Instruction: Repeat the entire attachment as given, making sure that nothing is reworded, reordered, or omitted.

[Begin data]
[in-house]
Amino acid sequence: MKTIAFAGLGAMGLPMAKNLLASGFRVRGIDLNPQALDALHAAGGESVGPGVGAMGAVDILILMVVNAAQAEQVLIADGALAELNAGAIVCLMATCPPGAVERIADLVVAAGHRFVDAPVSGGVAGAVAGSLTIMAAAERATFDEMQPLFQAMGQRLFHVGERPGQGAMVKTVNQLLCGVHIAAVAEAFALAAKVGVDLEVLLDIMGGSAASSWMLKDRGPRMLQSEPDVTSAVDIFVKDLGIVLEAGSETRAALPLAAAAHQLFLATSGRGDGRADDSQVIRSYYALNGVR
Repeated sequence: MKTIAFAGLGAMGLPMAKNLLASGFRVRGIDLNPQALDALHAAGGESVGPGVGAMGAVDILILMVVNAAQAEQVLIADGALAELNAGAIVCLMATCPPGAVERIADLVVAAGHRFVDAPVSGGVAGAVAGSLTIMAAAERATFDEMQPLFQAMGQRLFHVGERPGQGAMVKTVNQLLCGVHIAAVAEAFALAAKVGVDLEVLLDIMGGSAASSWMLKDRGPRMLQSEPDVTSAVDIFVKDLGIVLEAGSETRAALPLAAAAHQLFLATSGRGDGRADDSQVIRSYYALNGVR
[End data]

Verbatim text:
[in-house]
Amino acid sequence: MKTIAFAGLGAMGLPMAKNLLASGFRVRGIDLNPQALDALHAAGGESVGPGVGAMGAVDILILMVVNAAQAEQVLIADGALAELNAGAIVCLMATCPPGAVERIADLVVAAGHRFVDAPVSGGVAGAVAGSLTIMAAAERATFDEMQPLFQAMGQRLFHVGERPGQGAMVKTVNQLLCGVHIAAVAEAFALAAKVGVDLEVLLDIMGGSAASSWMLKDRGPRMLQSEPDVTSAVDIFVKDLGIVLEAGSETRAALPLAAAAHQLFLATSGRGDGRADDSQVIRSYYALNGVR
Repeated sequence: MKTIAFAGLGAMGLPMAKNLLASGFRVRGIDLNPQALDALHAAGGESVGPGVGAMGAVDILILMVVNAAQAEQVLIADGALAELNAGAIVCLMATCPPGAVERIADLVVAAGHRFVDAPVSGGVAGAVAGSLTIMAAAERATFDEMQPLFQAMGQRLFHVGERPGQGAMVKTVNQLLCGVHIAAVAEAFALAAKVGVDLEVLLDIMGGSAASSWMLKDRGPRMLQSEPDVTSAVDIFVKDLGIVLEAGSETRAALPLAAAAHQLFLATSGRGDGRADDSQVIRSYYALNGVR